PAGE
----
So, a brief follow-up to yesterday’s rant. As if we were ever in any doubt, considering the fact that he stopped A Tribe Called Quest making any money from their most successful track, it seems that Lou Reed was also willing to sample his own work for ads.
Not only that, he even starred in an ad. And it’s really quite good.
Apparently, according to a book quoted in AdAge, this Lou Reed ad was to lead, ultimately, to W&K winning the Nike Michael Jordan business…
[W&K] came up with something quite original, an offbeat, grainy commercial showing Lou Reed on his Honda, cut to his song “Walk on the Wild Side.” It was tough to say whether it was shot by the most skilled professional or the rankest amateur, but it was hip and oddly compelling, in part because the scooter message was pitched only at the last minute.
And that led to this..
Which, one could argue, helped set both companies on the trajectory to where they are today. Not a bad achievement for Reed, to rank alongisde the (actually quite reasonable claim) that he was responsible for the most influential album in rock history:
it’s hard to think of another record that altered the sound and vocabulary of rock so dramatically, that shifted its parameters so far at a stroke.
Because it was a totally left-field cover for Faith No More, probably the biggest alternative rock band around when they released it (the Red Hot Chili Peppers of their day, even though the Chilis were around at the time.)
Because the original version of Easy, by Lionel Richie’s Commodores, was used in an ad for a bank in the 80s (below) which made me want to live in a loft, with a cat. Quite possibly the only cool bank ad ever made.
I first heard of Big Star when every music journalist in the UK was using them as the barometer to describe the direction that Teenage Fanclub took with Bandwagonesque (which beat Nirvana’s Nevermind& Primal Scream’s Screamadelica in many end of year best-of lists). At the time I hadn’t a clue who Big Star were, and never bothered to find out till a few years ago.
Thirteen is the title track off of Big Star’s debut album, and if you’ve never heard it, boy have you got a treat in store. My favourite line from the song is this one:
Won’t you tell your dad, “Get off my back”
Tell him what we said ’bout ‘Paint It Black’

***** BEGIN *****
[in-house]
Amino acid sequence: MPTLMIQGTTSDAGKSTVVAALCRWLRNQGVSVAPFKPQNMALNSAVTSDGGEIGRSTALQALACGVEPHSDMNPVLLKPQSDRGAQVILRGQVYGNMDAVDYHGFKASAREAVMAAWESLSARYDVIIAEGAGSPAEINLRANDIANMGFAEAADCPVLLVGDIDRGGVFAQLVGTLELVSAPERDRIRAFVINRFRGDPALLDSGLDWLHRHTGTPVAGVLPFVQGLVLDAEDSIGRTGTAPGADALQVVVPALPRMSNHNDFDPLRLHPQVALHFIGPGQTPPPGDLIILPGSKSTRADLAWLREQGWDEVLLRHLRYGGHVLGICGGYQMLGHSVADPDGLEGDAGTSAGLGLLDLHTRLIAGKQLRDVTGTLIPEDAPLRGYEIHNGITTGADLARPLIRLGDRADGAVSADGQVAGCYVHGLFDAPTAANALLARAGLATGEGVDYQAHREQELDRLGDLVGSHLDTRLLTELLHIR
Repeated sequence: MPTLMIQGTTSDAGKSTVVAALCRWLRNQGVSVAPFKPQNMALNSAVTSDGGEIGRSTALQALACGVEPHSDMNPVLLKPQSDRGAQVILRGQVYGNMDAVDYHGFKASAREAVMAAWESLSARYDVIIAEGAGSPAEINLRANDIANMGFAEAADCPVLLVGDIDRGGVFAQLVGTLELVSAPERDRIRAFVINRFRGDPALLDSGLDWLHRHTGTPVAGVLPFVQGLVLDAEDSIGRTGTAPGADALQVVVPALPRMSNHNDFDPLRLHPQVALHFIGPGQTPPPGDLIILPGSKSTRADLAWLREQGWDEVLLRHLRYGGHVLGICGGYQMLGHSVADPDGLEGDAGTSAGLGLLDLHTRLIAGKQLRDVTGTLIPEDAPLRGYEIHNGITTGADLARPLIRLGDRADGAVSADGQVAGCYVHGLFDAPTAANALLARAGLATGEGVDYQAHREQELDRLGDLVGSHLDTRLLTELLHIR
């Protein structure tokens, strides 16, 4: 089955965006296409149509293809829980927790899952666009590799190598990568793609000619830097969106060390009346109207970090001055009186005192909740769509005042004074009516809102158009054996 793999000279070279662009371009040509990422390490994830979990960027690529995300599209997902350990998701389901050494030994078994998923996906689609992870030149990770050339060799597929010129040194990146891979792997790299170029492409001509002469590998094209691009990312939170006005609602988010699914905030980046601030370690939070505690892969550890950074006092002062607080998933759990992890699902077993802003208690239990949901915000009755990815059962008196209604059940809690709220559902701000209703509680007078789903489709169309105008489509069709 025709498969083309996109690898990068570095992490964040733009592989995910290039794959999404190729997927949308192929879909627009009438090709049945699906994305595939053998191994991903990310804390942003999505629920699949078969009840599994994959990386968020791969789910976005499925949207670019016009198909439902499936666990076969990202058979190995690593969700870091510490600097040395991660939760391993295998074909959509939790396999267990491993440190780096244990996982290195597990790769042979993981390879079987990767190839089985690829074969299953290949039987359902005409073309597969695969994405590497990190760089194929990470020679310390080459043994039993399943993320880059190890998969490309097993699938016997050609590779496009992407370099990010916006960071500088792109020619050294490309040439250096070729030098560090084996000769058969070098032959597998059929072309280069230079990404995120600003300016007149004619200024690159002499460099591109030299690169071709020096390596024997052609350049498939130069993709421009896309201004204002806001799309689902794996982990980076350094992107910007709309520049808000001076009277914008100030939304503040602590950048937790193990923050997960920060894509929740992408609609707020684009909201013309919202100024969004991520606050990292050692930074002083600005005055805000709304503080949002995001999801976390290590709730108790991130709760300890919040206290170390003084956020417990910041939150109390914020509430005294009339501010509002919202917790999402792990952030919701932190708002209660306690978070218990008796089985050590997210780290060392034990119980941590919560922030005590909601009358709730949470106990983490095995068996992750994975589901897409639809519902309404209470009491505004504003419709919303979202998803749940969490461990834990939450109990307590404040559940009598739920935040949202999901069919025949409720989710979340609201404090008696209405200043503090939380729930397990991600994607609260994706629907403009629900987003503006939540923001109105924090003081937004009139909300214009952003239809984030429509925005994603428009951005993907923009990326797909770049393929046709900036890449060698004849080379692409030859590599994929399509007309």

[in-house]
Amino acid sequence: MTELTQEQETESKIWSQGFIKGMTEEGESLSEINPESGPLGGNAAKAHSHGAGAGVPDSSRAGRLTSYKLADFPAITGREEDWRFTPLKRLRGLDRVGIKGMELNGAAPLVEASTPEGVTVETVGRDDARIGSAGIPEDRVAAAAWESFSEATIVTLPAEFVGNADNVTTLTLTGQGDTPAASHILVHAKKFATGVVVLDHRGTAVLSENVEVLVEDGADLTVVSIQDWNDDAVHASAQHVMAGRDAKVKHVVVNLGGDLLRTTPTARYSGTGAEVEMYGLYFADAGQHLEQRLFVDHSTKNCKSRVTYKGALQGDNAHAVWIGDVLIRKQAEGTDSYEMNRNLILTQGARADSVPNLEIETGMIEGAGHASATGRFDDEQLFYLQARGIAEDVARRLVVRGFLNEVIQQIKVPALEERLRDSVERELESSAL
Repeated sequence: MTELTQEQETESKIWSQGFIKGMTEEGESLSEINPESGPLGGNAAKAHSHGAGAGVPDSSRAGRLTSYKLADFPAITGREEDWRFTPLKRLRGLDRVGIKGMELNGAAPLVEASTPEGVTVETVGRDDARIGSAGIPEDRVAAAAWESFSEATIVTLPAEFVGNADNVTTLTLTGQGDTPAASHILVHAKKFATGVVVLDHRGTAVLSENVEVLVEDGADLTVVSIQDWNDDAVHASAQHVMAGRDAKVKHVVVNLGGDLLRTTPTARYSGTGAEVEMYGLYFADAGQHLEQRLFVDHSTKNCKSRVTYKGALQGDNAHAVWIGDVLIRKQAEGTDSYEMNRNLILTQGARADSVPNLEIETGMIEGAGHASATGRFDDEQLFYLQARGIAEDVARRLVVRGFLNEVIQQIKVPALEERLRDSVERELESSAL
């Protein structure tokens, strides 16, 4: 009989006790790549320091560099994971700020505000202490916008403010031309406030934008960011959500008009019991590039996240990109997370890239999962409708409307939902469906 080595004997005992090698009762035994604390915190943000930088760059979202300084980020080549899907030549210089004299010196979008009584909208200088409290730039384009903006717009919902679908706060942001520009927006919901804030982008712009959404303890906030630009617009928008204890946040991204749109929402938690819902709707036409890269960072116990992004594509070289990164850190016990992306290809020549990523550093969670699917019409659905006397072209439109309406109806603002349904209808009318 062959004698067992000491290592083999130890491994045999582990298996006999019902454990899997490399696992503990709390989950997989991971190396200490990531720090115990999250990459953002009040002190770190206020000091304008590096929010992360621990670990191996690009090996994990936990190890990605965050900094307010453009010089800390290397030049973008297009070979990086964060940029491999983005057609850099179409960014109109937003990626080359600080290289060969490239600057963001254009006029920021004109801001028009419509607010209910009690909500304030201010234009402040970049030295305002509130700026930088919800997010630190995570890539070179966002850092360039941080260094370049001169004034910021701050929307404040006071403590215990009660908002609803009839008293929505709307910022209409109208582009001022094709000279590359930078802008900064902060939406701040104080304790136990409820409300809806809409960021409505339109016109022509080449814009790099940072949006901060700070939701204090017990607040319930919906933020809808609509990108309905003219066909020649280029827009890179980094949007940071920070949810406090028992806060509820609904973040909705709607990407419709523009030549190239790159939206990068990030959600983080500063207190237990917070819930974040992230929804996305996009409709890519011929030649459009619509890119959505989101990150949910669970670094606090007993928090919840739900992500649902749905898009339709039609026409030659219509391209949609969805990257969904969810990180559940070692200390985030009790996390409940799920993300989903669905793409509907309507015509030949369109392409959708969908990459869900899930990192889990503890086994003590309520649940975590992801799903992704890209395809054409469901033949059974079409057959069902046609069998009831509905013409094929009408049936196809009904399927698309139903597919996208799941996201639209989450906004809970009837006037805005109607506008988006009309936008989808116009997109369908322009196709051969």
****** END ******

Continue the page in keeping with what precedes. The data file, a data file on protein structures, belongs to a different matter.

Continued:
As to why the song is so wonderful, I’ll leave it to the more eloquent souls at Rolling Stonbe and Allmusic, who had this to say about it, respectively:
[Thirteen is] one of rock’s most beautiful celebrations of adolescence.
There are few songs that capture the aching innocence of adolescence as well. [It is a] perfect melancholy ballad
So, a new year, another attempt to get more out of my blog. A while back I went for playing shuffle on the iPod. This time I’m taking my direction from start-up This Is My Jam which, though a service I like, I don’t really click with totally.
You’re only meant took use it once a week and it creates yet another social profile (see the unofficial title of this blog). Anyway, that’s why I’m going to try to post a jam, or marmalade, every day. Probably without much commentary, to make it likelier that I actually do it.
To start, Suede b-side My Dark Star; I’m having one of my frequent 90s indie nostalgia sessions at the moment.
Photo by iglooo101 on flickr
The ad, for Sky Sports, set to the Rolling Stones classic You Can’t Always Get What You Want, is made up of (what I assume is) real footage of fans at grounds around the country. As the intro, sung by the London Bach Choir (the Stones wanted to do an English version of the kind of gospel choirs that feature in a lot of songs, if I remember the anecdote from Keith Richards’ autobiography correctly), comes to an end, with that immortal like, “but if you try sometimes, you’ll get what you need“, the fans all start going mad following a goal being scored.
Whilst there’s a lot of talk about how the Olympics means that people won’t be as interested in watching overpaid, arrogant footballers, this ad is a pretty good way of showing that, with the best will in the world, that’s a pretty naive hope. Because, as the ad says, for lots and lots of people, every goal does matter.
I was out last night and saw a chap wearing a Senseless Things t-shirt, which made me think about a band I haven’t listened to, or even thought about, for years. And so, courtesy of our friends at YouTube, I found myself watching this clip of them playing Easy To Smile which was probably their biggest (or only?) hit. I’m pretty saw it when it was first broadcast too.
Easy To Smile was a lovely little slice of power-pop of a type that was pretty common-place in the early 90s; like many of their records, it featured a Jamie Hewlitt illustration mon the cover, pre-dating Gorillaz by a fair few years. Easy To Smile is similar to the sort of thing that also used to be put out by Mega City Four, another band I had a soft-spot for at the time. They looked like they’d not showered for years but their singer had the voice of an angel and their harmonies were to die for. I think I can feel an iTunes binge coming on.